Lizzo believes it is 'political' for her to wear skimpy outfits

Lizzo believes it's “political” for her to wear skimpy outfits.

The ‘About Damn Time’ hitmaker - whose real name is Melissa Viviane Jefferson - called it “feminist” to honour her body in whatever she wants to wear while performing on stage.

The 34-year-old rapper told Vanity Fair: “I wanted to be like a dancer and also, it was kind of political and feminist in my eyes to have me, a full-figured dancer, wearing leotards, showing and celebrating curves and being Olympian in strength, endurance, and flexibility.”

Lizzo cited references like Josephine Baker - who was notable for her banana skirts in the 20s - while explaining these efforts need to “evolve generationally”.

She said: “Movements have to evolve generationally. The culture changes. You can’t have a movement in 1920 be the same thing as it is in the 2020s. We have to match the rebellion. The rebellion isn’t even the same.”

The Grammy winner - who in summer 2021 appeared on Instagram Live in tears about racism and fatphobia she had experienced online two days after her Cardi B collab ‘Rumours’ was released - says if online hate can spread “like a f***** virus” as she reflected on why that instance really upset her.

Lizzo said: “People have been calling me fat my entire life, but that was the first time seeing an insult of how I looked, who I am, and my music wrapped into one, and it really hurt me. And if one person says it, then another person says it, it multiplies like a f***** virus. If enough people on the internet start echoing sentiments about you, it becomes part of your public persona and it’s out of your control.”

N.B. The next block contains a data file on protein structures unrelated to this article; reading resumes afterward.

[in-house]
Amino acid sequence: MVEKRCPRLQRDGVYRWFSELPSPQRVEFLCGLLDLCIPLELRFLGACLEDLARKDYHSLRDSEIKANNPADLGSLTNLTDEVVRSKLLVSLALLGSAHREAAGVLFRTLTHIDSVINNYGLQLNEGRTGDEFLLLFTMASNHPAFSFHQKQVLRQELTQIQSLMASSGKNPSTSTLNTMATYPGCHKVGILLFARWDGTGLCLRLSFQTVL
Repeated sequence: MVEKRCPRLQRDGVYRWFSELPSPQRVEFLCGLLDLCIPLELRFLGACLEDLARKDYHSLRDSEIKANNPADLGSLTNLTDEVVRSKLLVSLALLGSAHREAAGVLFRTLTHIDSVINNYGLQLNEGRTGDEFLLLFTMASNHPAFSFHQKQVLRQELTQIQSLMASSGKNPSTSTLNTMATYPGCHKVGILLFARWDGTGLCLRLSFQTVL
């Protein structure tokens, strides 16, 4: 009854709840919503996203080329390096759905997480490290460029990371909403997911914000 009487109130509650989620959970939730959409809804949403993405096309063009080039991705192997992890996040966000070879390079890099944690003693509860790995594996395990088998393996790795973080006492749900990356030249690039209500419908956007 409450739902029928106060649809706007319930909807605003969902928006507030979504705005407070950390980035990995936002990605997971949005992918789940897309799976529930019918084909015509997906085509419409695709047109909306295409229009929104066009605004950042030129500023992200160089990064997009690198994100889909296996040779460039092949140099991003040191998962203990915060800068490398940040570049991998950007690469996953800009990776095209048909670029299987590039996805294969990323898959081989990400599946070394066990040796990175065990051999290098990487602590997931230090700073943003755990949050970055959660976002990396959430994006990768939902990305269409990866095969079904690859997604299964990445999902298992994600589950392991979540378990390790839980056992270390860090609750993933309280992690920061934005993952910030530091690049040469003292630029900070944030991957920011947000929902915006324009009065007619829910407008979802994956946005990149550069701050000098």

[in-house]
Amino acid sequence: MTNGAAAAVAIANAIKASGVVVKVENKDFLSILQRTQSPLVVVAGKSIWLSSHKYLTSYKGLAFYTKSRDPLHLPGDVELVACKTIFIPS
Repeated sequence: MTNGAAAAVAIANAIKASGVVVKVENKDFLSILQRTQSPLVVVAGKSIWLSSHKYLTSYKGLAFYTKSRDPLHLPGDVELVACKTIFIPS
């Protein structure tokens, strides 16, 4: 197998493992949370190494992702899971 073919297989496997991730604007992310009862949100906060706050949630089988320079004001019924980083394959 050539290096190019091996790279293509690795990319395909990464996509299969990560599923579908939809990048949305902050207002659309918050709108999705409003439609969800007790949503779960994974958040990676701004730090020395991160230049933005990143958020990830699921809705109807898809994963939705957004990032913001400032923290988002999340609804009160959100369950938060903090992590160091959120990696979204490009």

The ‘Good As Hell’ hitmaker hopes to be a role model to help others dealing with online hate “get through it”.

“There’s been so many times I’ve been in glam where I’ve been sad about something, either a romantic thing or somebody passed away, or something in the news, and I’d get emotional and I’d say ‘I’ve got to take a break because I’m going to cry and f*** up the makeup.’ I had to go and do my job. So I went to the bathroom to cry about it, then I went online, because once I learn how to express myself, I need to tell that person how I really feel. I know I’m not the only person who experiences extreme negativity thrown at them from the internet—there are people in high school right now who have a whole high school talking about them, and they don’t know how they’re going to get through it. So if they can see me get through it on the level and the scale I’m experiencing it, maybe they’ll think they can get through it too.”